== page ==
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I Plotting corrected values

  1. Oct 4, 2016 #1
    I have the equation

    ##qV = E_g + T[kln(\frac{I}{A}) - (3 + \frac{\gamma}{2})kln(T)]##

    So if I plot ##qV## against ##T## that'll be a straight line with the y-intercept being ##E_g##. But then my lab manual says a more precise value of ##E_g## can be found by plotting the corrected value

    ##qV_c = qV + (3 + \frac{\gamma}{2})kTln(T)##

    So does that mean if I want to plot ##qV_c## against ##T##, which I think is what's being asked, then I should plot

    ##qV_c = E_g + kTln(\frac{I}{A})##

    And I'll get my more accurate ##E_g##?
     
  2. jcsd
  3. Oct 4, 2016 #2

    BvU

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    Hi,

    You can't plot ##E_g## to find ##E_g##. (which probably is also not how I should understand your last line (*))

    Your first
    ignores the ##
    - (3 + \frac{\gamma}{2})kln(T)## in the full ##qV## expression. I suppose this is a small disturbance (?) and ##qV_c## is an attempt to get a more linear relationship.

    You really want to plot ##qV_c## against ##T## ((*) which I think is how I should understand your last sentence).

    But of course, the proof of the pudding is in the eating. Does it indeed yield a more linear graph ?

    PS if you want to avoid things like ##kln## in ##\TeX## use \ln to get ##k\ln##
     
  4. Oct 4, 2016 #3
    Sorry, should have made it clearer. :) As you thought, I meant I'll plot the corrected value of ##qV_c## against ##T## and the intercept of that graph will be my more accurate ##E_g##. I think I can consider the ##- (3 + \frac{\gamma}{2})kln(T)## to be constant for ##T## in the range 200 to 400 Kelvin, where all measurements will be taken, but probably the correction tries to deal with inaccuracies caused by that assumption. And thanks for the tip, I'll switch to ##\ln## in future!
     
  5. Oct 4, 2016 #4
    Plotting your first equation vs. T will not give a straight line as there is a ln(T) term. Plotting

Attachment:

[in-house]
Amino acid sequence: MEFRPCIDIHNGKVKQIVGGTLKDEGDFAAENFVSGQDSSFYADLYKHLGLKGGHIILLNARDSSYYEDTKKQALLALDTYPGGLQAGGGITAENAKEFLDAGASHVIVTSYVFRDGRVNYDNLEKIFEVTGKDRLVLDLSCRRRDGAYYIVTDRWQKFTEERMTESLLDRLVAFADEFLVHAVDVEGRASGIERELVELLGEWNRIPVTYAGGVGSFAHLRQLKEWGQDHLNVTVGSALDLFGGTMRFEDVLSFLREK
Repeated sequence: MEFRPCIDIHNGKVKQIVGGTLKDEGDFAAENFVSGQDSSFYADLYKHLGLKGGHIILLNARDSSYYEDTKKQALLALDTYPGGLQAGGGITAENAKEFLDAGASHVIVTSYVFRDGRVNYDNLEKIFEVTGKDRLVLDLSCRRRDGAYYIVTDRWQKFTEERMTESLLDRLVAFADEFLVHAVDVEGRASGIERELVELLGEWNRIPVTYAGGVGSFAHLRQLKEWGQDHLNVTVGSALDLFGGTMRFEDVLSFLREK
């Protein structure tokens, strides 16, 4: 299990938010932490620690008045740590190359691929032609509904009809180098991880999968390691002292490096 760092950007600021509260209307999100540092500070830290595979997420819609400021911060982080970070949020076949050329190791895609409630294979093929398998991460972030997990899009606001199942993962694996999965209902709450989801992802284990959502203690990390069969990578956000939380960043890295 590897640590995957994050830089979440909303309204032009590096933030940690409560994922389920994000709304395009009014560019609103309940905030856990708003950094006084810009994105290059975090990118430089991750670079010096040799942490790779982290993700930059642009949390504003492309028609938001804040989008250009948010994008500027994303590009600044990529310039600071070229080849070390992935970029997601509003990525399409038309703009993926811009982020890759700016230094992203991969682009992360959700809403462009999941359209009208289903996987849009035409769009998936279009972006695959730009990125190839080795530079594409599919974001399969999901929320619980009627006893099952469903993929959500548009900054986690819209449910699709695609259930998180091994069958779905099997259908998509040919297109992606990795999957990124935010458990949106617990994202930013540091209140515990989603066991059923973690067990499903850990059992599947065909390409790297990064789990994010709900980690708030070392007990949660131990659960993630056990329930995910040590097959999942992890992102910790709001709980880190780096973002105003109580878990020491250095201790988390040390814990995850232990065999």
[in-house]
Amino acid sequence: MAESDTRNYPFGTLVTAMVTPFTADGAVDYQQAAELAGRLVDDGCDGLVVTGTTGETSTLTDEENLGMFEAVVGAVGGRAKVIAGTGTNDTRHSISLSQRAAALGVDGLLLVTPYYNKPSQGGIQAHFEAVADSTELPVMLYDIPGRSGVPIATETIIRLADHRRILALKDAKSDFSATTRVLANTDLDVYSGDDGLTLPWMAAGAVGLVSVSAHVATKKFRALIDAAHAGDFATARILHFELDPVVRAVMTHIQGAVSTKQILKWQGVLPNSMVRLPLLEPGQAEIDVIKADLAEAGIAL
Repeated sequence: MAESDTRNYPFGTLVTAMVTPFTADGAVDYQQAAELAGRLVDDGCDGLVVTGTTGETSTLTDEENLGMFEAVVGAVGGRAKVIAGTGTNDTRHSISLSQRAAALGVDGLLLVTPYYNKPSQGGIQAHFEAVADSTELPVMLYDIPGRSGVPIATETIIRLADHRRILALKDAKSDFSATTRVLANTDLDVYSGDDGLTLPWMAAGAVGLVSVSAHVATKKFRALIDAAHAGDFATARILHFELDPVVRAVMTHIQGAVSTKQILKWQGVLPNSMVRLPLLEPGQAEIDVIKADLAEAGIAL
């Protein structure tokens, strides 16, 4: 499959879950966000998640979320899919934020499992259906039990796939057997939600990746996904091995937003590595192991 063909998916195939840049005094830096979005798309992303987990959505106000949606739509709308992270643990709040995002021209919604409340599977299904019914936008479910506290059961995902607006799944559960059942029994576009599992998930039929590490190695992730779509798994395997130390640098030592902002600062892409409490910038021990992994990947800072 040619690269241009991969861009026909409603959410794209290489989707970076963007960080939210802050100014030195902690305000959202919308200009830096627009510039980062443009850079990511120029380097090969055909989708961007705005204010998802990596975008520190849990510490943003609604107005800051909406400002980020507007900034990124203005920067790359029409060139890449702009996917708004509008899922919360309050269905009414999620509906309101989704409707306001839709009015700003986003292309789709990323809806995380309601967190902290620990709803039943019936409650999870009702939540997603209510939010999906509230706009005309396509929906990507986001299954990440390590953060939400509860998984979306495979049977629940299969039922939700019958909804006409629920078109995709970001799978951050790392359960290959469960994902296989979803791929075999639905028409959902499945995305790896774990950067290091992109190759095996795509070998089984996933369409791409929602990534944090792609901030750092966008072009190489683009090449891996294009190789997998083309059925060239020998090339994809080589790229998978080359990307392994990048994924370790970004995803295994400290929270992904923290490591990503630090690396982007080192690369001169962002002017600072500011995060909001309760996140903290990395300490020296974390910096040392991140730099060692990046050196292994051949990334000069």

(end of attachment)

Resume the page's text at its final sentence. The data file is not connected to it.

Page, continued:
##qV_c = qV + (3 + \frac{\gamma}{2})kTln(T)##

    vs. T will give a straight line since T is now appearing linearly on the right hand side of the equation. The intercept of that straight line on the vertical axis will be Eg.
     
  6. Oct 8, 2016 #5
    If I sub ##qV = qV_c - (3 + \frac{\gamma}{2})kT\ln(T)## into my first equation, that gives

    ##qV_c = E_g + kT\ln(\frac{I}{A})##

    Which is linear in ##T##. Are you saying that's what I should plot, or just plot

    ##qV_c = qV + (3 + \frac{\gamma}{2})kTln(T)##?
     
  7. Oct 8, 2016 #6

    BvU

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    How about doing it instead of asking ?
     
  8. Oct 8, 2016 #7

    ZapperZ

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    Please note that only this equation

    [tex]qV_c = E_g + kT\ln(\frac{I}{A})[/tex]

    will give you a linear equation in T if you plot qVc versus T. All the others that you wrote have extra "T" hanging around elsewhere in the equation.

    Zz.
     
  9. Oct 8, 2016 #8
    I don't actually have any data yet. And I know only one of the equations is linear, therefore must be the right one, so checking which one to plot was unecessary except for my peace of mind, I suppose. Bad habit of mine. Thanks for your help everyone! :)
     
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